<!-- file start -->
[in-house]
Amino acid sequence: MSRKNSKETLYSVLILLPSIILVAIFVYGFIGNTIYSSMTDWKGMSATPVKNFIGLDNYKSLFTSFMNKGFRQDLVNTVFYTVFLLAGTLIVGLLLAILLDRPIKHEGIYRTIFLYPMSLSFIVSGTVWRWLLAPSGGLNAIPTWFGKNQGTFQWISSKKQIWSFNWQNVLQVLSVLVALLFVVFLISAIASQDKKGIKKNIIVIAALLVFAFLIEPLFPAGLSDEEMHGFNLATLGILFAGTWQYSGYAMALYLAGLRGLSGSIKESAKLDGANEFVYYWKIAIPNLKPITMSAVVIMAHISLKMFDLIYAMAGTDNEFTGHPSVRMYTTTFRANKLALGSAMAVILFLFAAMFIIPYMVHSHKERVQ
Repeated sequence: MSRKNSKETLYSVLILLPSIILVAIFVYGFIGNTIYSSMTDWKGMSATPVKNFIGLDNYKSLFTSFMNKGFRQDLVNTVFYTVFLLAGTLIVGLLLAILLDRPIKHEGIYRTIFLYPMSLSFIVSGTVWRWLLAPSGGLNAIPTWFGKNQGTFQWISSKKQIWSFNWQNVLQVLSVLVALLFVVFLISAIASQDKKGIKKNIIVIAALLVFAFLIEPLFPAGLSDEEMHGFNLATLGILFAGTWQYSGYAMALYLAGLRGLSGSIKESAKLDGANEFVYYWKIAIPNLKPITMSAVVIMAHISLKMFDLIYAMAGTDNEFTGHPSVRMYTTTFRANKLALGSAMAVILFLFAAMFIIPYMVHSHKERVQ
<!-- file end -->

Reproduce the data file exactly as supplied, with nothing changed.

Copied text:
[in-house]
Amino acid sequence: MSRKNSKETLYSVLILLPSIILVAIFVYGFIGNTIYSSMTDWKGMSATPVKNFIGLDNYKSLFTSFMNKGFRQDLVNTVFYTVFLLAGTLIVGLLLAILLDRPIKHEGIYRTIFLYPMSLSFIVSGTVWRWLLAPSGGLNAIPTWFGKNQGTFQWISSKKQIWSFNWQNVLQVLSVLVALLFVVFLISAIASQDKKGIKKNIIVIAALLVFAFLIEPLFPAGLSDEEMHGFNLATLGILFAGTWQYSGYAMALYLAGLRGLSGSIKESAKLDGANEFVYYWKIAIPNLKPITMSAVVIMAHISLKMFDLIYAMAGTDNEFTGHPSVRMYTTTFRANKLALGSAMAVILFLFAAMFIIPYMVHSHKERVQ
Repeated sequence: MSRKNSKETLYSVLILLPSIILVAIFVYGFIGNTIYSSMTDWKGMSATPVKNFIGLDNYKSLFTSFMNKGFRQDLVNTVFYTVFLLAGTLIVGLLLAILLDRPIKHEGIYRTIFLYPMSLSFIVSGTVWRWLLAPSGGLNAIPTWFGKNQGTFQWISSKKQIWSFNWQNVLQVLSVLVALLFVVFLISAIASQDKKGIKKNIIVIAALLVFAFLIEPLFPAGLSDEEMHGFNLATLGILFAGTWQYSGYAMALYLAGLRGLSGSIKESAKLDGANEFVYYWKIAIPNLKPITMSAVVIMAHISLKMFDLIYAMAGTDNEFTGHPSVRMYTTTFRANKLALGSAMAVILFLFAAMFIIPYMVHSHKERVQ